One of the fine ironies of the exhibition is two works of art that document human interaction and collectively create a wonderful human landscape. Donita Simpson’s very humanizing photo of the artist Jo Powers pictures her in studio amidst art making materials, photos and sketches, including a study for a “steam shovel,” a tiny, toy model of one, and one of her enigmatic self-portraits and other accoutrements of an artist studio. Powers stares, meditatively, from the landscape of her studio, into the distance. The atmospheric, completed painting itself hangs above Simpson’s photo. It is of a fully-clothed woman in an excavated hole standing up to her knees in water, the steam shovel poised on an earth mound behind her. As always with Powers’ evocative images, interpretation is open but there is always both a solitary search and an enigmatic mission suggested. Powers’ modest, tonalist paintings, rich in painterly chops, always stay within themselves, and because of that are deeply satisfying.
There are not many group-exhibitions that, at least for this writer, gain much traction because of the, often-random application of art to a specific theme. Nawara however, has attracted, probably because of his own fine artistic history, a group of Detroit’s best artists who have addressed the mission with sincerity.
In other words, there’s many fine works in “Terrain” that make a dynamic contribution to developing the concept of terrain and only a few that seem a stretch. Jill Nienhuis insightful painting, “Boulevard Bob,” tracks the flora and fauna of typical alley terrain culture with the juxtaposition of a nomadic black dog, probably named Boulevard Bob, on the prowl for dinner and a stellar rendering of sunset lit mullein plant in the foreground. That there can be a beautiful sunset in an alley, with overgrown plants and trees and a derelict car, is fundamental to urban dwellers, especially Detroit, but that there is a specific alley culture that is recognized and celebrated, and punctuated by the noble mullein, is sensational!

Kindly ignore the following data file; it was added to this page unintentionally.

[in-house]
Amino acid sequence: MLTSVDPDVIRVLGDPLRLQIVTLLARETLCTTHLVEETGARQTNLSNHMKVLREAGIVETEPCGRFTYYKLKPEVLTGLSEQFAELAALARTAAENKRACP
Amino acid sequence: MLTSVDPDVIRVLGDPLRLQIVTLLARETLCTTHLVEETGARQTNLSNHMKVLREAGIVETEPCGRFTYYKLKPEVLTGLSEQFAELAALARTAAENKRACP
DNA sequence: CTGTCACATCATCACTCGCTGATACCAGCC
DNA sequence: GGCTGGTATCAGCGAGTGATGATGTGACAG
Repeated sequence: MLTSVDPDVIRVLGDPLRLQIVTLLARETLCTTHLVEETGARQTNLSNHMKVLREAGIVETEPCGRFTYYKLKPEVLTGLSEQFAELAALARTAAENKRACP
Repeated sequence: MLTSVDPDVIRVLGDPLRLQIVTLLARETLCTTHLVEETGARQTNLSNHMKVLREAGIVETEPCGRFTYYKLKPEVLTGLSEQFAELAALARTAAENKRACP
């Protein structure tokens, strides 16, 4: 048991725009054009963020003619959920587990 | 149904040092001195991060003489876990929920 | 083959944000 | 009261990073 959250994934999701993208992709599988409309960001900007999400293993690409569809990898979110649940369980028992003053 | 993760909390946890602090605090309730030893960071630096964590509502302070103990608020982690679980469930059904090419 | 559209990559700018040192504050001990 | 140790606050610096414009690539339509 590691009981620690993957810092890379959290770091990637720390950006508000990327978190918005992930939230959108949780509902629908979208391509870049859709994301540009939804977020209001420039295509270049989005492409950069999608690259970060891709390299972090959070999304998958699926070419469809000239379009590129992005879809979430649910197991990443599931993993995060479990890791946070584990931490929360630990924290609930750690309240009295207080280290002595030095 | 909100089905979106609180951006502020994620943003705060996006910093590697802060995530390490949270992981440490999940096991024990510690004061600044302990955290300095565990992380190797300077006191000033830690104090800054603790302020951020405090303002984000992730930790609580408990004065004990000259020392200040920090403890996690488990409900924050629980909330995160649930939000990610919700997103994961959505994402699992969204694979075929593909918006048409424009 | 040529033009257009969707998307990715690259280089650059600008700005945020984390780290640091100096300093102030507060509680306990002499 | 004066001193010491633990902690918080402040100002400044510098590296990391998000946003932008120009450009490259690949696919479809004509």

This years’ Detroit Artist Market Biennial has many treasures and fulfills Nawara’s diversely imaginative definition of Terrain. Mel Rosas’ retablo influenced painting of an iconic street scene in Mexico is quietly suggestive of the elemental simplicity of that picturesque culture and climate. Sue Carmen-Vian’s articulate graphite drawing, “Pancake Race,” seems a comic commentary on the stereotypical role of women in the Human Race. Bill Schwab’s photograph “Roosevelt at Buchanan, Detroit/ Projection Djupavik, Iceland,” is layered projection of a dystopic factory with crumbling concrete walls, derelict clapboard house and building and haphazard electrical wiring punctuating the apocalyptic vision. One of the only ruin-porn-noir images that engages the surfaces of the derelict with technical invention and cinemagraphic sensibility. “Terrain” is rich in Detroit artists with many gems to be discovered.
Biennial All Media Exhibition: Terrain, April 27-May 26, 2018, Detroit Artist Market